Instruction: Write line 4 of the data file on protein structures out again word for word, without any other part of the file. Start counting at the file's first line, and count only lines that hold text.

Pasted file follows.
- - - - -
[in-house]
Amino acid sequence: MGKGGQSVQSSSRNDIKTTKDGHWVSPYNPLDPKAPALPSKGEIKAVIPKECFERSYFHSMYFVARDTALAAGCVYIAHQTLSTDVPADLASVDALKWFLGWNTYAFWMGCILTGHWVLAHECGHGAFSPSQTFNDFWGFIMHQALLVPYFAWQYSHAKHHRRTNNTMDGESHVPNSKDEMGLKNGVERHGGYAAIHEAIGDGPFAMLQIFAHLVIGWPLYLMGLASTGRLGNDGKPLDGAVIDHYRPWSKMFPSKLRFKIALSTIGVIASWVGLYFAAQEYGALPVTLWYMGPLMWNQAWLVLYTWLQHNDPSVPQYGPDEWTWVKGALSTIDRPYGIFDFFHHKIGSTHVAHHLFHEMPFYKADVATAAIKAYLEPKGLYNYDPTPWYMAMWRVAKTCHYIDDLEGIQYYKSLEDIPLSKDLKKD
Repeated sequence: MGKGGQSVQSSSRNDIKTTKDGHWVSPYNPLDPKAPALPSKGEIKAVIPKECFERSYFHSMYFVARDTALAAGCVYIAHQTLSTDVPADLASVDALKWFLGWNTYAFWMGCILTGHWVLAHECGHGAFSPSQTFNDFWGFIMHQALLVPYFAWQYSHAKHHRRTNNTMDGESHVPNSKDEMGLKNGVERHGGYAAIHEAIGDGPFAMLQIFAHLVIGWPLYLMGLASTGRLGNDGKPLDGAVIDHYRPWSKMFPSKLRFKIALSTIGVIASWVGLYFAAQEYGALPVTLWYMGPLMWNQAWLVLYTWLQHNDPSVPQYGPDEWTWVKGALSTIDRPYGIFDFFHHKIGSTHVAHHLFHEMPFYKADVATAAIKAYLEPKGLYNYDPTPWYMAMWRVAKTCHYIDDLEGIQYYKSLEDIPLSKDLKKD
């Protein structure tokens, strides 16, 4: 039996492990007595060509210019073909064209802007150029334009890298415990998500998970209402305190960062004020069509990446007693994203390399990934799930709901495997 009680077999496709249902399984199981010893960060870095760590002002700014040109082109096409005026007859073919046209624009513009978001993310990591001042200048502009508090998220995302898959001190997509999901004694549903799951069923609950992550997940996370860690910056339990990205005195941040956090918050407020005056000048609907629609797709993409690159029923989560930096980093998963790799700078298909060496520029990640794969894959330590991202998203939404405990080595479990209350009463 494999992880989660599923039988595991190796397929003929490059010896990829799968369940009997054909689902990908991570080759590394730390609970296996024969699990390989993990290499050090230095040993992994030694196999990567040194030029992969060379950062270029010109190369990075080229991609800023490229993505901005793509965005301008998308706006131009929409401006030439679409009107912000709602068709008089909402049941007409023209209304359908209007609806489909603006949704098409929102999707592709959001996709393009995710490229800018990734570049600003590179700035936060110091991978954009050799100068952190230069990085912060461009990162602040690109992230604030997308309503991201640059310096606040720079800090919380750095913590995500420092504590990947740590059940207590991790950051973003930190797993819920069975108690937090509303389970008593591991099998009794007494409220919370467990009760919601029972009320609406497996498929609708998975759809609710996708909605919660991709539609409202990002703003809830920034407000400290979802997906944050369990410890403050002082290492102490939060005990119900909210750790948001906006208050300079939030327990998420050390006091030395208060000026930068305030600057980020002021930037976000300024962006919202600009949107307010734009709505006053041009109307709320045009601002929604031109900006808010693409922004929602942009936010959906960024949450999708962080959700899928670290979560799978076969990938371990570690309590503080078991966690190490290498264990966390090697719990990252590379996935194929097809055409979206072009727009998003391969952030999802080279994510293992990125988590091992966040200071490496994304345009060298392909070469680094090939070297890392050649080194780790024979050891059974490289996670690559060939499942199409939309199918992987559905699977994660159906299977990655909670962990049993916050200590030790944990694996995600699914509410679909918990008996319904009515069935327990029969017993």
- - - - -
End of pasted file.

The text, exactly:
């Protein structure tokens, strides 16, 4: 039996492990007595060509210019073909064209802007150029334009890298415990998500998970209402305190960062004020069509990446007693994203390399990934799930709901495997 009680077999496709249902399984199981010893960060870095760590002002700014040109082109096409005026007859073919046209624009513009978001993310990591001042200048502009508090998220995302898959001190997509999901004694549903799951069923609950992550997940996370860690910056339990990205005195941040956090918050407020005056000048609907629609797709993409690159029923989560930096980093998963790799700078298909060496520029990640794969894959330590991202998203939404405990080595479990209350009463 494999992880989660599923039988595991190796397929003929490059010896990829799968369940009997054909689902990908991570080759590394730390609970296996024969699990390989993990290499050090230095040993992994030694196999990567040194030029992969060379950062270029010109190369990075080229991609800023490229993505901005793509965005301008998308706006131009929409401006030439679409009107912000709602068709008089909402049941007409023209209304359908209007609806489909603006949704098409929102999707592709959001996709393009995710490229800018990734570049600003590179700035936060110091991978954009050799100068952190230069990085912060461009990162602040690109992230604030997308309503991201640059310096606040720079800090919380750095913590995500420092504590990947740590059940207590991790950051973003930190797993819920069975108690937090509303389970008593591991099998009794007494409220919370467990009760919601029972009320609406497996498929609708998975759809609710996708909605919660991709539609409202990002703003809830920034407000400290979802997906944050369990410890403050002082290492102490939060005990119900909210750790948001906006208050300079939030327990998420050390006091030395208060000026930068305030600057980020002021930037976000300024962006919202600009949107307010734009709505006053041009109307709320045009601002929604031109900006808010693409922004929602942009936010959906960024949450999708962080959700899928670290979560799978076969990938371990570690309590503080078991966690190490290498264990966390090697719990990252590379996935194929097809055409979206072009727009998003391969952030999802080279994510293992990125988590091992966040200071490496994304345009060298392909070469680094090939070297890392050649080194780790024979050891059974490289996670690559060939499942199409939309199918992987559905699977994660159906299977990655909670962990049993916050200590030790944990694996995600699914509410679909918990008996319904009515069935327990029969017993």